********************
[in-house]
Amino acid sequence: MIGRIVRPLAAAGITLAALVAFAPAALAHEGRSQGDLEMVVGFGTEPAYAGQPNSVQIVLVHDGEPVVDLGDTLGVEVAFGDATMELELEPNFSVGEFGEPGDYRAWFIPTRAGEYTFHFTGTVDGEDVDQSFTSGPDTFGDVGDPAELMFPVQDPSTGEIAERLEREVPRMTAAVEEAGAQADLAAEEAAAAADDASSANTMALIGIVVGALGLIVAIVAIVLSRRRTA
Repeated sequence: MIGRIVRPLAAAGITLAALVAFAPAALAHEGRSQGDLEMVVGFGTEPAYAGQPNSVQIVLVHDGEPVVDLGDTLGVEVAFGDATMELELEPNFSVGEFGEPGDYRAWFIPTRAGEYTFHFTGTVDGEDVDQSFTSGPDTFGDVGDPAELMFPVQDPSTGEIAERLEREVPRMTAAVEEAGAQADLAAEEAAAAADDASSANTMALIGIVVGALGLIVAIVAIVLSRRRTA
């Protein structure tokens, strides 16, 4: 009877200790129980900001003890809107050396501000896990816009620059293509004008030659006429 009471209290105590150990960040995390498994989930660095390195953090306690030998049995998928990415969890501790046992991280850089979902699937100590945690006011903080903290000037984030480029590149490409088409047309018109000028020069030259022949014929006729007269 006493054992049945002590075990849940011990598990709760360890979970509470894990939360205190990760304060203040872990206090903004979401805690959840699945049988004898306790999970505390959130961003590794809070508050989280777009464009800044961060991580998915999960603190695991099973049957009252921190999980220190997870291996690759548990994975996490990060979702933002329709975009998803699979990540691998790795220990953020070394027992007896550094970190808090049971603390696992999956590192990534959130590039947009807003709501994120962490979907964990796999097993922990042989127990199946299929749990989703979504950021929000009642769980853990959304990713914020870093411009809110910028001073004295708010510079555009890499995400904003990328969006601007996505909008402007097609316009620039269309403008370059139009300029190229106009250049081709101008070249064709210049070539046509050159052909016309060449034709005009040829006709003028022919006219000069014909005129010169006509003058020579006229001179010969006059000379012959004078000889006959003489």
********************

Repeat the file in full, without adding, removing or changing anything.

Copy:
[in-house]
Amino acid sequence: MIGRIVRPLAAAGITLAALVAFAPAALAHEGRSQGDLEMVVGFGTEPAYAGQPNSVQIVLVHDGEPVVDLGDTLGVEVAFGDATMELELEPNFSVGEFGEPGDYRAWFIPTRAGEYTFHFTGTVDGEDVDQSFTSGPDTFGDVGDPAELMFPVQDPSTGEIAERLEREVPRMTAAVEEAGAQADLAAEEAAAAADDASSANTMALIGIVVGALGLIVAIVAIVLSRRRTA
Repeated sequence: MIGRIVRPLAAAGITLAALVAFAPAALAHEGRSQGDLEMVVGFGTEPAYAGQPNSVQIVLVHDGEPVVDLGDTLGVEVAFGDATMELELEPNFSVGEFGEPGDYRAWFIPTRAGEYTFHFTGTVDGEDVDQSFTSGPDTFGDVGDPAELMFPVQDPSTGEIAERLEREVPRMTAAVEEAGAQADLAAEEAAAAADDASSANTMALIGIVVGALGLIVAIVAIVLSRRRTA
């Protein structure tokens, strides 16, 4: 009877200790129980900001003890809107050396501000896990816009620059293509004008030659006429 009471209290105590150990960040995390498994989930660095390195953090306690030998049995998928990415969890501790046992991280850089979902699937100590945690006011903080903290000037984030480029590149490409088409047309018109000028020069030259022949014929006729007269 006493054992049945002590075990849940011990598990709760360890979970509470894990939360205190990760304060203040872990206090903004979401805690959840699945049988004898306790999970505390959130961003590794809070508050989280777009464009800044961060991580998915999960603190695991099973049957009252921190999980220190997870291996690759548990994975996490990060979702933002329709975009998803699979990540691998790795220990953020070394027992007896550094970190808090049971603390696992999956590192990534959130590039947009807003709501994120962490979907964990796999097993922990042989127990199946299929749990989703979504950021929000009642769980853990959304990713914020870093411009809110910028001073004295708010510079555009890499995400904003990328969006601007996505909008402007097609316009620039269309403008370059139009300029190229106009250049081709101008070249064709210049070539046509050159052909016309060449034709005009040829006709003028022919006219000069014909005129010169006509003058020579006229001179010969006059000379012959004078000889006959003489």